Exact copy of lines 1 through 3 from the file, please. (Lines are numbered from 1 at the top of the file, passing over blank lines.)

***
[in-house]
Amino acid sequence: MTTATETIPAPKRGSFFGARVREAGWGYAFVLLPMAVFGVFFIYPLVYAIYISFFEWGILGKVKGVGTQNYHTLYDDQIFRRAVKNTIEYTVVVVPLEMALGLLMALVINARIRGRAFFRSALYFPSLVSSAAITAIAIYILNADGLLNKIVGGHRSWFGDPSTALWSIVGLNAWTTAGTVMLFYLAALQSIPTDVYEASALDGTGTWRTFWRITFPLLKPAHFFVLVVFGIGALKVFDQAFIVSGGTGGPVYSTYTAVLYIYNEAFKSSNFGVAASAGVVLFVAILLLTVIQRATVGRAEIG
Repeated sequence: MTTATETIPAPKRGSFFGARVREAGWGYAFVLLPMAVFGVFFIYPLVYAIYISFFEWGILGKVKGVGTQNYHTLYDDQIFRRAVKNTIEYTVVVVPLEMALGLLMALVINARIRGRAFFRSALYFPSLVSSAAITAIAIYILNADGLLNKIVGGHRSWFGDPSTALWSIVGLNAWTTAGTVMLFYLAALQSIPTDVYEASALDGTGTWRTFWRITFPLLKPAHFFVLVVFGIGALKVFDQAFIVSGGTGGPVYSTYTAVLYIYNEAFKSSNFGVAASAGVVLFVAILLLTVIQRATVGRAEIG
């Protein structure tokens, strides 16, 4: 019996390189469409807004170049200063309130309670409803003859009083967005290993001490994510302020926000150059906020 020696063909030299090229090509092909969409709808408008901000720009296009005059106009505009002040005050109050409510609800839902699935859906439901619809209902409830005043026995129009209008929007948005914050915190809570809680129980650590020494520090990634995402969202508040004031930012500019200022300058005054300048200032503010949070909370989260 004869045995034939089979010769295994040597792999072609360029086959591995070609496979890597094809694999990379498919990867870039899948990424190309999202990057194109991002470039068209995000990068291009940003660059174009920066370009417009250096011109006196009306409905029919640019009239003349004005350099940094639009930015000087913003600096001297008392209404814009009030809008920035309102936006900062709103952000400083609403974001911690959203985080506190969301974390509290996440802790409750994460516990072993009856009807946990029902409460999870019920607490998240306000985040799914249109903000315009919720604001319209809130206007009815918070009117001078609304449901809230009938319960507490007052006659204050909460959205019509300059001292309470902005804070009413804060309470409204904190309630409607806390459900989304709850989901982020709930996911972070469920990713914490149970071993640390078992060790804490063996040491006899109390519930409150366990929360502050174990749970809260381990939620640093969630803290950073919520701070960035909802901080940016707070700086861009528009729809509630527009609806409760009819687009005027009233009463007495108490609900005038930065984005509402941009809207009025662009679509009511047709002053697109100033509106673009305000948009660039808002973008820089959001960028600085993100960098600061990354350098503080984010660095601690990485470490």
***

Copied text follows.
[in-house]
Amino acid sequence: MTTATETIPAPKRGSFFGARVREAGWGYAFVLLPMAVFGVFFIYPLVYAIYISFFEWGILGKVKGVGTQNYHTLYDDQIFRRAVKNTIEYTVVVVPLEMALGLLMALVINARIRGRAFFRSALYFPSLVSSAAITAIAIYILNADGLLNKIVGGHRSWFGDPSTALWSIVGLNAWTTAGTVMLFYLAALQSIPTDVYEASALDGTGTWRTFWRITFPLLKPAHFFVLVVFGIGALKVFDQAFIVSGGTGGPVYSTYTAVLYIYNEAFKSSNFGVAASAGVVLFVAILLLTVIQRATVGRAEIG
Repeated sequence: MTTATETIPAPKRGSFFGARVREAGWGYAFVLLPMAVFGVFFIYPLVYAIYISFFEWGILGKVKGVGTQNYHTLYDDQIFRRAVKNTIEYTVVVVPLEMALGLLMALVINARIRGRAFFRSALYFPSLVSSAAITAIAIYILNADGLLNKIVGGHRSWFGDPSTALWSIVGLNAWTTAGTVMLFYLAALQSIPTDVYEASALDGTGTWRTFWRITFPLLKPAHFFVLVVFGIGALKVFDQAFIVSGGTGGPVYSTYTAVLYIYNEAFKSSNFGVAASAGVVLFVAILLLTVIQRATVGRAEIG